Replay Value: 6.2
So I finally got around to playing Saw (yes, I’m aware of when it released but other titles took priority at the time) and while it has its fair share of issues, it’s actually a pretty decent horror title. It’ll freak you out on a routine basis and many of the puzzles are nicely implemented and even ingenious. Not surprisingly, there’s a healthy amount of gore and impossibly grotesque situations but then again, we’re talking about one of the most diabolical movie franchises in existence. The psychotic nutjob Jigsaw is still on the loose inside an old asylum, which he has rigged with all means of satanic devices, many of which could end your life instantly. He likes to play “games” with the unfortunate inhabitants of that broken-down asylum and it’s your job to escape, and perhaps even save a few of the innocents you run across. As you might guess, this game is largely puzzle-based although they did toss in some minor melee combat and an average story to keep the action moving right along. It’s not bad, really.
The graphics aren’t too great for a PlayStation 3 title but they’re appropriately dark and creepy throughout. It’s a good idea to have your lighter out frequently, just in case you’re missing something important in the frightening shadows. In general, the environment is well designed – the areas will remind you of any Silent Hill installment – but the character detail is lacking and unworthy of comparisons to some of the top-notch depictions we’ve seen to date. The special effects also aren’t too spectacular although the imagery is certainly disturbing. Usually, everything is just too dark for you to pick out graphical glitches and inconsistencies but there’s really nothing to get in a twist about. The visual palette is just a bit underwhelming and could’ve used another few coats of polish, that’s all. Animations do remain somewhat fluid, though, and nobody will expecting vibrant splashes of color, anyway.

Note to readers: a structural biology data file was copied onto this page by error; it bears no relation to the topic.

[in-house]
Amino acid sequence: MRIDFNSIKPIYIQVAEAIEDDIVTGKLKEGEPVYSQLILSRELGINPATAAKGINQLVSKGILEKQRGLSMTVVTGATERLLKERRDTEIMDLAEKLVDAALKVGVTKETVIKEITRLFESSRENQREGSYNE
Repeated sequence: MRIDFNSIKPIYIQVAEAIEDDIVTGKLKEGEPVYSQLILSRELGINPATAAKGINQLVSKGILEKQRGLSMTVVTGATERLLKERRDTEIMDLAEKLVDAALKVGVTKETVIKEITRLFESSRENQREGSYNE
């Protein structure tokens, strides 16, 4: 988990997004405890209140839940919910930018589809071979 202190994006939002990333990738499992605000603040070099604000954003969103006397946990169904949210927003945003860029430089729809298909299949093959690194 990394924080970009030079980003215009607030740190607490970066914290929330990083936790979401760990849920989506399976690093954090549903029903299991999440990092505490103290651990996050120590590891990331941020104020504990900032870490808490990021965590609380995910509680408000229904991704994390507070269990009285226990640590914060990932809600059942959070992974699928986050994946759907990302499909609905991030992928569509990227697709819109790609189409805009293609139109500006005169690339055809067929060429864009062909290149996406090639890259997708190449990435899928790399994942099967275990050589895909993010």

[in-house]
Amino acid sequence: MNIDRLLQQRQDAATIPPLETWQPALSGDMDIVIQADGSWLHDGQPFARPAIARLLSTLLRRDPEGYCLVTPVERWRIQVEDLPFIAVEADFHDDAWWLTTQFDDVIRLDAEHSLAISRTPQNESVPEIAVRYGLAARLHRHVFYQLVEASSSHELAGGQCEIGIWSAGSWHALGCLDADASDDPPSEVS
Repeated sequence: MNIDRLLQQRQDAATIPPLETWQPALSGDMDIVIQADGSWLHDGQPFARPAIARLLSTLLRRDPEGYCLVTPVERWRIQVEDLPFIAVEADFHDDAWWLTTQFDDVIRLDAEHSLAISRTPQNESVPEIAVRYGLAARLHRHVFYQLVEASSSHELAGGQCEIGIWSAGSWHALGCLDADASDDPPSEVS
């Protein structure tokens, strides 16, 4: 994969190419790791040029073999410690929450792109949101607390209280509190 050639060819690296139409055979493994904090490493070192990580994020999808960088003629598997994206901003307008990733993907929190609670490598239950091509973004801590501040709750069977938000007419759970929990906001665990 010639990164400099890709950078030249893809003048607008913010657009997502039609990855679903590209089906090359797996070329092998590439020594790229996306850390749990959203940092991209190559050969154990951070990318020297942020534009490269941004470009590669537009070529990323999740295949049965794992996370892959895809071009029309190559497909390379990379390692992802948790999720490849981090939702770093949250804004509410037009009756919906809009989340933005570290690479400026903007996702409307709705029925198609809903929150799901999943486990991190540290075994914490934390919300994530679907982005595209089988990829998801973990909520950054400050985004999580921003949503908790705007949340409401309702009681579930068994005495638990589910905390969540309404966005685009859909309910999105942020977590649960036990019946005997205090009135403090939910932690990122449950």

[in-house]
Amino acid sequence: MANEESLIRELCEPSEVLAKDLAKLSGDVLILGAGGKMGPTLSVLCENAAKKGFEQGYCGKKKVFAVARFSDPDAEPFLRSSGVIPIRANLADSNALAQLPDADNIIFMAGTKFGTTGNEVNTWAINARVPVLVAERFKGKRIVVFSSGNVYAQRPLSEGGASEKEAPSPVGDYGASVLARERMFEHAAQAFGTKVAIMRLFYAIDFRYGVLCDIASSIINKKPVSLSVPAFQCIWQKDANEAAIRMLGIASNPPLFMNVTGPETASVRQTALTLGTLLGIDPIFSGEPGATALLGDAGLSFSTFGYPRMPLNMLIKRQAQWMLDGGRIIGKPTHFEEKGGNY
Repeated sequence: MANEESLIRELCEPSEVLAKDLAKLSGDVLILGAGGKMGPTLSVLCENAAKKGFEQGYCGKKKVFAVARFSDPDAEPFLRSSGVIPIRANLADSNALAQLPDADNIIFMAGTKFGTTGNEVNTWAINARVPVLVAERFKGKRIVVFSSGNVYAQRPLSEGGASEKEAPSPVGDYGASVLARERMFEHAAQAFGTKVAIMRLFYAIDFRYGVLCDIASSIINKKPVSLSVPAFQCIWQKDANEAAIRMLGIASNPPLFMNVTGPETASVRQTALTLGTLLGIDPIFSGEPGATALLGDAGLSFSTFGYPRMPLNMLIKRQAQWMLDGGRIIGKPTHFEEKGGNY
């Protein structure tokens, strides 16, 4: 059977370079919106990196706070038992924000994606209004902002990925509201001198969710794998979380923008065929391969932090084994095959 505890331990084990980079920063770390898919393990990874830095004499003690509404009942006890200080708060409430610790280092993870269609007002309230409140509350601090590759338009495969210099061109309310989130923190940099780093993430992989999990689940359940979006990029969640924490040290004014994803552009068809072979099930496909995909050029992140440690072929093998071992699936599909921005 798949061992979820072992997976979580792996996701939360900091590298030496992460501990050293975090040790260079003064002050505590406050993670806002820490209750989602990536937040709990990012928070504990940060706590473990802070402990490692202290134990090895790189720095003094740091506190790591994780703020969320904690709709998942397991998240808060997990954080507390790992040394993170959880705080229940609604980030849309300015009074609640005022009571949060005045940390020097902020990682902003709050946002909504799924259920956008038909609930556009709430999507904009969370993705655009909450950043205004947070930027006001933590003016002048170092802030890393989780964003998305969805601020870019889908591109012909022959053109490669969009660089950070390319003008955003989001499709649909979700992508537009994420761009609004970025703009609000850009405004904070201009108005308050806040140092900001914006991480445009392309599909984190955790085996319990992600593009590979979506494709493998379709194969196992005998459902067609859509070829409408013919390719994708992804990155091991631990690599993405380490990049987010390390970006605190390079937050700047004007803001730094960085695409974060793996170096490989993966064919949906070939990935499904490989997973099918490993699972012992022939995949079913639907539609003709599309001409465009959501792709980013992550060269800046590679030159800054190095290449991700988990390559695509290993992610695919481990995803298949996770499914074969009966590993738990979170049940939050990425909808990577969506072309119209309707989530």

The sound is always crucial in any survival/horror adventure, primarily because it’s the sounds that emanate from the mysterious darkness that make the skin crawl. Honestly, Zombie really missed an opportunity here: you rarely hear much of anything when wandering the halls, and any number of freakish sounds could’ve been included. You know, just something that every once in a while forces you to stop, look around and go, “what the hell was that…?” However, what does exist is decent, as other prisoners always sound horrifically distressed (as one should sound when on the verge of death), the gory effects are gut-wrenchingingly disgusting, and there’s some good voice acting from Jigsaw, even though the main character isn’t great. The soundtrack could’ve been more prominent but perhaps it’s better to have eerie silence more often than not. I just wish they had taken the next step and worked to feature a variety of ambient effects; this would’ve pushed the experience to another level.
As I just said, it’s not so much about running around and beating on people; it’s more about avoiding the traps and solving the insane puzzles that lurk behind seemingly every door. Jigsaw’s funhouse is chock full of dozens of harrowing situations, all of which could end your life in the blink of an eye. You play as a detective who has apparently worked very hard to track down Jigsaw and according to the storyline, you may have gone a step too far in your searching mania. So before Jigsaw kills you, he wants you to relive the ways in which the case blinded you to certain things. If you follow the rules, you’ll survive…at least for a while. Jigsaw has made things doubly difficult by telling all his other prisoners that he has sewn a key into your body (he did some surgical work on you to remove a bullet from the chest) and if they want to escape, they need that key. This is how the developers found a way to manufacture enemies and it’s not too hackneyed; it actually kinda works.